On the face of it, you wouldn't find anything to connect Pat Patterson and Ronald Reagan. She's an animated, cinnamon-skinned woman with two teen-age children who works as a $17,000 service representative with the C&P Telephone Co. She lives in far Northeast Washington just off Kenilworth Avenue, in a complex of garden apartments called Mayfair Mansions.
Once the apartment complex boasted grassy malls with shade trees, and the three-story buildings were neat, with ivy on the walls. Now Patterson describes the dwelling as "a slum, really."
On June 1, Patterson received notice that, beginning this Wednesday, she would be expected to pay $100 more a month in rent, for a total of $422. She says there is no way she can squeeze this much out of her no-frills budget. She owns no car and both her sons work when not in school.
People like Pat Patterson are caught in a kind of Catch-22. Mayfair is privately owned, but the government subsidized its mortgage. On top of that the government--in the form of the federal Department of Housing and Urban Development--gives additional subsidies to three-fifths of the families who live there, but Patterson can't qualify because she makes too much money. Meanwhile, the city doesn't have any other private housing that she can afford and so, despite Mayfair's condition, she'll stay. She can't find comparable housing at an affordable price.
Arthur Reynolds, manager and part owner of the property, maintains that the rent increase is needed due to a dramatic increase in utility costs and in order to correct housing code violations. He adds that, as similar properties go, Mayfair's rent is relatively low, even with the increase.
Patterson argues that increased P utility costs result in part from rotting window frames and poorly insulated doors. The problem is long-term neglect and poor day-to-day maintenance, she argued to HUD. But the tenants' objections were to no avail.
HUD spokesman Patricia Rouse said the increase was approved only because the owners needed it to pay the costs of operating the complex. In the past, when costs rose, owners of subsidized housing went to Uncle Sam to get bailed out. Now it has to come from the tenants. And people like Pat Patterson are asking, "Where is the money going to come from?" Replies HUD's Rouse, "I don't know the answer."
"How could HUD approve an increase that big and not give us time to figure out how we are going to pay it?" Patterson asks rhetorically. "This is the agency with responsiblity of protecting people who need housing. You feel so helpless! "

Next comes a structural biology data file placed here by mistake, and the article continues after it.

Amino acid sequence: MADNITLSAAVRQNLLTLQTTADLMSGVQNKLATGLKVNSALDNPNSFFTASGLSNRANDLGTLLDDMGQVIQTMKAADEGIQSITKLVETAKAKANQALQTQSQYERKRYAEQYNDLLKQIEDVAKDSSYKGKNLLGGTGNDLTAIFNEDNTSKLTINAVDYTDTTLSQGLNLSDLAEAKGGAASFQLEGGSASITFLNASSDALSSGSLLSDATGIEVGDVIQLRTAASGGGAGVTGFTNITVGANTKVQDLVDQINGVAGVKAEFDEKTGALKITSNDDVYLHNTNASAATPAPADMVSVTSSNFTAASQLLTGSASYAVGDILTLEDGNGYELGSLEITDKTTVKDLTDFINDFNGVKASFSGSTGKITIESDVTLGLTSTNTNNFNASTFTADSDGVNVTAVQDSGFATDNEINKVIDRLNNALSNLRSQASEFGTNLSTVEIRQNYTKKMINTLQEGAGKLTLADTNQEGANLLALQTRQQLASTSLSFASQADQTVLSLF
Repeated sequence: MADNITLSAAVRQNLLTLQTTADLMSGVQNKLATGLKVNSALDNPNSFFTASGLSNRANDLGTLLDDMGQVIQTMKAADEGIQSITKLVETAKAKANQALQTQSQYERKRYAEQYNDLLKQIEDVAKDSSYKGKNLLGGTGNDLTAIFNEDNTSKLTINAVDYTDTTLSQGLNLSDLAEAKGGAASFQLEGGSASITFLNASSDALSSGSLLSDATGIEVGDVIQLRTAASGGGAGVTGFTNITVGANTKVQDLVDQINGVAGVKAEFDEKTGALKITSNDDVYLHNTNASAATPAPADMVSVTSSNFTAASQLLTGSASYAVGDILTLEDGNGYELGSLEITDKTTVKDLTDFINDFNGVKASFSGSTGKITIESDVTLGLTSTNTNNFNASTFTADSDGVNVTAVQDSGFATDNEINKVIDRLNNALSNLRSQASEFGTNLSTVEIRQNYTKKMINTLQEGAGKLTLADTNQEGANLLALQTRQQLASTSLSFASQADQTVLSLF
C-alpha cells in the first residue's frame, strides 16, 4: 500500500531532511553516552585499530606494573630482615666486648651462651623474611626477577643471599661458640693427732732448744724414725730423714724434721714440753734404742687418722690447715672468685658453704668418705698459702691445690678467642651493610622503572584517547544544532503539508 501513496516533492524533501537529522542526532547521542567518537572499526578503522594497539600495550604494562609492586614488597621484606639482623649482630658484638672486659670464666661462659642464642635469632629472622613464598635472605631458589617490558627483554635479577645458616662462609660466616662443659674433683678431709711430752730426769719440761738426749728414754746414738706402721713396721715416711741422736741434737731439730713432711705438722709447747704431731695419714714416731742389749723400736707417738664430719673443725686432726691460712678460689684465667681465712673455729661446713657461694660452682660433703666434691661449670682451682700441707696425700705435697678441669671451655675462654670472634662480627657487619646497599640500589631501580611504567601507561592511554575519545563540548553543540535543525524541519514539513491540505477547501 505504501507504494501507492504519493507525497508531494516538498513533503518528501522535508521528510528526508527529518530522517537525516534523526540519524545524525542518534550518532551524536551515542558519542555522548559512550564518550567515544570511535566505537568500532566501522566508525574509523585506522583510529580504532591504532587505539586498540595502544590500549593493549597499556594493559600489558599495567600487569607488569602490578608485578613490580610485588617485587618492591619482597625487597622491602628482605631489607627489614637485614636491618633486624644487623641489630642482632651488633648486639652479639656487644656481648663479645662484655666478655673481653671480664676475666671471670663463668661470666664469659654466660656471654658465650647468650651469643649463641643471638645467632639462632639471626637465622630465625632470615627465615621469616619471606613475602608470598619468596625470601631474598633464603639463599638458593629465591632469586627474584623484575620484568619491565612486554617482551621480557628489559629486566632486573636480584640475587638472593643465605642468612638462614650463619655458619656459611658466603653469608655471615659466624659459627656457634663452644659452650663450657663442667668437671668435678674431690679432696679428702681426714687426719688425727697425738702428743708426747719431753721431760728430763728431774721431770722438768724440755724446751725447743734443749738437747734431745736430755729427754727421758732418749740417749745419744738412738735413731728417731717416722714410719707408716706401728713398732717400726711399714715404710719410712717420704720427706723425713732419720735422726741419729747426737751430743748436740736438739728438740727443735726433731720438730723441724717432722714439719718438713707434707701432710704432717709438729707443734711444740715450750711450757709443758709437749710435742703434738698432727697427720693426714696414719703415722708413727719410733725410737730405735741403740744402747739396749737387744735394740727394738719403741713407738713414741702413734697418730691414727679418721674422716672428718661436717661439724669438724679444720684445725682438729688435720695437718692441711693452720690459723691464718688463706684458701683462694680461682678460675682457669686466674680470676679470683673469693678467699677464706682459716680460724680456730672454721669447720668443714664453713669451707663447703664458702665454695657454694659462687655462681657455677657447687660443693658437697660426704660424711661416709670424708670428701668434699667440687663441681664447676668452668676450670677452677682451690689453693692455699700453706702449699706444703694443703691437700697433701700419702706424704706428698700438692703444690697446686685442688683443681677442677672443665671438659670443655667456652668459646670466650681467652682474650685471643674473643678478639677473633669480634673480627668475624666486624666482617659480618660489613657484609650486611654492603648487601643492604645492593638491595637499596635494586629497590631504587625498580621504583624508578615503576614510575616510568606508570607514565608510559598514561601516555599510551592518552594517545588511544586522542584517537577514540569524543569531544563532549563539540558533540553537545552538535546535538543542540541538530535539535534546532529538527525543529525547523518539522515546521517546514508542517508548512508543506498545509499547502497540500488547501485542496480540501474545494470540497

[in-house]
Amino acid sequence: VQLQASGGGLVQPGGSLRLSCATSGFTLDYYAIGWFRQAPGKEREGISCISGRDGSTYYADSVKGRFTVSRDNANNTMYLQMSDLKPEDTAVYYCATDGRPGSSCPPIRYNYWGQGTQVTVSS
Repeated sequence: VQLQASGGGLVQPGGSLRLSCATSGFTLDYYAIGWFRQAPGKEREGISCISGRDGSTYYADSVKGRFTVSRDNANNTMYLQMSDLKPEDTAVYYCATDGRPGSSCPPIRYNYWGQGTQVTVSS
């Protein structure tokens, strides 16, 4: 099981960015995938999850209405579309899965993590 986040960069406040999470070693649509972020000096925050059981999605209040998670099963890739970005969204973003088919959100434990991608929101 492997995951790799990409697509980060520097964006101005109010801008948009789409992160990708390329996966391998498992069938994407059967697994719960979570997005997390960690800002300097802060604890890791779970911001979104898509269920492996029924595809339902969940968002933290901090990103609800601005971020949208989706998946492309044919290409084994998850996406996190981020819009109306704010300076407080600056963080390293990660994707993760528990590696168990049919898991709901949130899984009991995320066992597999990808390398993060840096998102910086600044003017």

Tens of thousands of D.C. residents are plagued by the problem of finding a decent place to live. More than 11,000 families pay over 35 percent of their incomes for rent; some 7,000 families are on the waiting list for public housing. An estimated one-third of the city's rental units and thousands of houses are in serious need of repair, while thousands of houses are boarded up. All this while the average cost of buying a two-bedroom house is estimated at more than $100,000.
The fact is, in Washington today you need some $500 to $600 a month for a two-bedroom apartment. But wages aren't keeping pace, and inflation has reduced the value of the dollar.
Still, Ronald Reagan has said: No S more subsidies. The Reagan administration would like to get out of the business of subsidizing housing for the poor almost entirely by 1984 or 1985, and plans to build subsidized units only for the elderly in the fiscal year beginning in September. The administration is requiring tenants in subsidized housing to pay a larger share of their incomes for rent, and to earn less to qualify.
So Pat Patterson and the others at Mayfair are yet another example of how under Ronald Reagan the poor and working poor are going to have to pay more for everything they get. In Pat Patterson's case, she says she's going to have to take on an extra job to pay for an apartment at a complex in which she is ashamed to live.
"Most of our halls and fronts get cleaned once every two or three months, if then. They're never waxed and never painted," she says. "There're no front doors on some of the buildings." And she still is reeling from that one-month's notice that she must now come up with an extra $100 for rent.
That notice, she says, hit like a bolt of lightening.